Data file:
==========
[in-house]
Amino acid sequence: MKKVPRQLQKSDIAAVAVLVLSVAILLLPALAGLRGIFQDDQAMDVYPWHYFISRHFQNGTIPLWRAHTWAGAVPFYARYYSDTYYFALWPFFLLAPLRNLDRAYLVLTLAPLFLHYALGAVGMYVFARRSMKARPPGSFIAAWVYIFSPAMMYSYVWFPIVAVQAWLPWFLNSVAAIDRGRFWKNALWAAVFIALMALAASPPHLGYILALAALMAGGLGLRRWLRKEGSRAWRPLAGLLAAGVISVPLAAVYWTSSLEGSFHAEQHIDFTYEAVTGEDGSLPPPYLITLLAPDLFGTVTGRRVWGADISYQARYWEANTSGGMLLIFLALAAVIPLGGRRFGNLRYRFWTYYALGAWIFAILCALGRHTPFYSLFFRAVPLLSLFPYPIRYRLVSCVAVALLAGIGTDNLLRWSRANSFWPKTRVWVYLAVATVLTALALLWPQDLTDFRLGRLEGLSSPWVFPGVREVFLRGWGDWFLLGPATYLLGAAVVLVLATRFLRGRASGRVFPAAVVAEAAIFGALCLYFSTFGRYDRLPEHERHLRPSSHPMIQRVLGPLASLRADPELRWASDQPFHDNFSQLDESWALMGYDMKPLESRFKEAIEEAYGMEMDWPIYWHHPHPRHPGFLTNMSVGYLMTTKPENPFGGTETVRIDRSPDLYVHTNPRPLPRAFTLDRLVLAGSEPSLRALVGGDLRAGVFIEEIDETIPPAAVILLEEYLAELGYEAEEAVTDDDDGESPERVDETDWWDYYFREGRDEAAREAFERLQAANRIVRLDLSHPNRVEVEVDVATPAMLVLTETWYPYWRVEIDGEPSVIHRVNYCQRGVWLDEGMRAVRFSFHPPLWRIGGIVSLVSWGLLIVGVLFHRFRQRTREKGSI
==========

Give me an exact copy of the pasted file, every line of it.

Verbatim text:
[in-house]
Amino acid sequence: MKKVPRQLQKSDIAAVAVLVLSVAILLLPALAGLRGIFQDDQAMDVYPWHYFISRHFQNGTIPLWRAHTWAGAVPFYARYYSDTYYFALWPFFLLAPLRNLDRAYLVLTLAPLFLHYALGAVGMYVFARRSMKARPPGSFIAAWVYIFSPAMMYSYVWFPIVAVQAWLPWFLNSVAAIDRGRFWKNALWAAVFIALMALAASPPHLGYILALAALMAGGLGLRRWLRKEGSRAWRPLAGLLAAGVISVPLAAVYWTSSLEGSFHAEQHIDFTYEAVTGEDGSLPPPYLITLLAPDLFGTVTGRRVWGADISYQARYWEANTSGGMLLIFLALAAVIPLGGRRFGNLRYRFWTYYALGAWIFAILCALGRHTPFYSLFFRAVPLLSLFPYPIRYRLVSCVAVALLAGIGTDNLLRWSRANSFWPKTRVWVYLAVATVLTALALLWPQDLTDFRLGRLEGLSSPWVFPGVREVFLRGWGDWFLLGPATYLLGAAVVLVLATRFLRGRASGRVFPAAVVAEAAIFGALCLYFSTFGRYDRLPEHERHLRPSSHPMIQRVLGPLASLRADPELRWASDQPFHDNFSQLDESWALMGYDMKPLESRFKEAIEEAYGMEMDWPIYWHHPHPRHPGFLTNMSVGYLMTTKPENPFGGTETVRIDRSPDLYVHTNPRPLPRAFTLDRLVLAGSEPSLRALVGGDLRAGVFIEEIDETIPPAAVILLEEYLAELGYEAEEAVTDDDDGESPERVDETDWWDYYFREGRDEAAREAFERLQAANRIVRLDLSHPNRVEVEVDVATPAMLVLTETWYPYWRVEIDGEPSVIHRVNYCQRGVWLDEGMRAVRFSFHPPLWRIGGIVSLVSWGLLIVGVLFHRFRQRTREKGSI